## Three Player Ultimatum Game Infinite Horizon

In this game a proposer and a responder are chosen randomly. Then the proposer has the opportunity to play the ultimatum game with another player. In addition each person has discount rates, which basically rate how impatient he is. If a person has a high discount rate, he will want to close the deal quickly because there are important things he could be doing with that money. We are told that player one is more impatient than player two, who is more impatient than player three. This means that: Where represents the discount rate of player i.

Each player has von Neumann Morgenstern preferences. That is, he wants more rather than less. That means the proposer and the asked will both agree that the dollar should only be split among the two of them. That is, the third player should get no money. For this reason we can neglect the third player. In other words, each round will have a proposer and a responder. We neglect the last player because he will always receive a payoff of zero.

We consider three separate cases:

(i) Player one is the proposer and player two is selected as the responder

(ii) Player two is the proposer and player one is selected as the responder

(iii) Player three is the proposer and player one is selected as the responder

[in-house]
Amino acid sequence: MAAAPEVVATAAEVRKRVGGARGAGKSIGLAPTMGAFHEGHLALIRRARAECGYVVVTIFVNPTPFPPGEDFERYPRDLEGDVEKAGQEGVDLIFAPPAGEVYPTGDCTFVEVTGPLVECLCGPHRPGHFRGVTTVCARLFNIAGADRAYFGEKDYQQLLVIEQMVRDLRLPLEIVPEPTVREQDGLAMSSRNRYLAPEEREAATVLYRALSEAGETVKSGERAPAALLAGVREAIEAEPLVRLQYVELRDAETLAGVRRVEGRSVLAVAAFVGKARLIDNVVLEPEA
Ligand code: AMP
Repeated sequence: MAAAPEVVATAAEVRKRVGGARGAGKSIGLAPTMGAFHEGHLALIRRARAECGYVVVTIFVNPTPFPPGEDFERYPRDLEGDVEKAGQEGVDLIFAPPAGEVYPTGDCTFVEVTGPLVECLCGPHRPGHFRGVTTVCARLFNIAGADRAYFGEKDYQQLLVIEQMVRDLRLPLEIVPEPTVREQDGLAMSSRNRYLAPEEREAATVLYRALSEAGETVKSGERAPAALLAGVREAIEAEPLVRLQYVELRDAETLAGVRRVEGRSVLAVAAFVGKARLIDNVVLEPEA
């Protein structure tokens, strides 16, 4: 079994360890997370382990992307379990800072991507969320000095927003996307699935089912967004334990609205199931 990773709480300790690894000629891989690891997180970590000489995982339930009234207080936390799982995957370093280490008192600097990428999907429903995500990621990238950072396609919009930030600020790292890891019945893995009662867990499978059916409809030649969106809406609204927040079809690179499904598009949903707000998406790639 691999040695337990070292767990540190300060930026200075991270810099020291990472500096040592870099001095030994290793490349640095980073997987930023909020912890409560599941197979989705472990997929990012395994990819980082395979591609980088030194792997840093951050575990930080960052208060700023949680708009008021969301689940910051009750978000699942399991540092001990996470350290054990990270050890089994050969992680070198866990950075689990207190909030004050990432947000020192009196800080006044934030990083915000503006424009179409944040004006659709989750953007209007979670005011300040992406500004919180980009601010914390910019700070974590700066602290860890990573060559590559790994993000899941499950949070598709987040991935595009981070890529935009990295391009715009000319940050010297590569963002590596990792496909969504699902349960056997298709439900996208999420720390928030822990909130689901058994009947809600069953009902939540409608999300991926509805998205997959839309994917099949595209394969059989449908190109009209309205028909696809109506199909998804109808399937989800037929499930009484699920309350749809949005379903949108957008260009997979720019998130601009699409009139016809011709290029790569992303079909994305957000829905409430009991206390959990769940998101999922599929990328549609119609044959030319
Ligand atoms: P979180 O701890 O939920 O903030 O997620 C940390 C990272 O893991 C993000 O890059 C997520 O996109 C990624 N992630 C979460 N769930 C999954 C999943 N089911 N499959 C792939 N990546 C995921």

These are the only possibilities because proposers will always select the player with the highest discount rate to bargain with. This is because that player will be the most eager to close a deal.

Below I represent offers in terms of (x, y) where x is the proposer amount and y is the responder amount.

Case (i):

If T=1, player two accepts any because if not the game will end and each will get nothing.

If T=2, player two accepts only . Knowing this player one will propose , which is accepted by player two.

If T=3, player two will accept any first proposal where . Note that if player two rejects this, he will be in the same position that player one was in in the T=2 game. Therefore player two will get as noted in T=2. Of course it will be discounted to . Player one knows this! So he actually proposes at t=1 and player two accepts.

We iterate this to any finite T and we get: However the above is for a finite horizon game. Rubinstein first considered the infinite horizon game in 1982. In this game, if the players do not reach an agreement, each person receives a null payoff. We simply take the limit as .

The result is: Case (ii):

By the same logic as in case (i), we get the result: Case (iii):

By the same logic as in case (i), we get the result: Section five of Fudenberg’s 1983 paper on infinite horizon game proved to be very useful to me. It is a bit technical, but at least this particular section is useful I think. See it here http://www.dklevine.com/papers/sgperfect.pdf.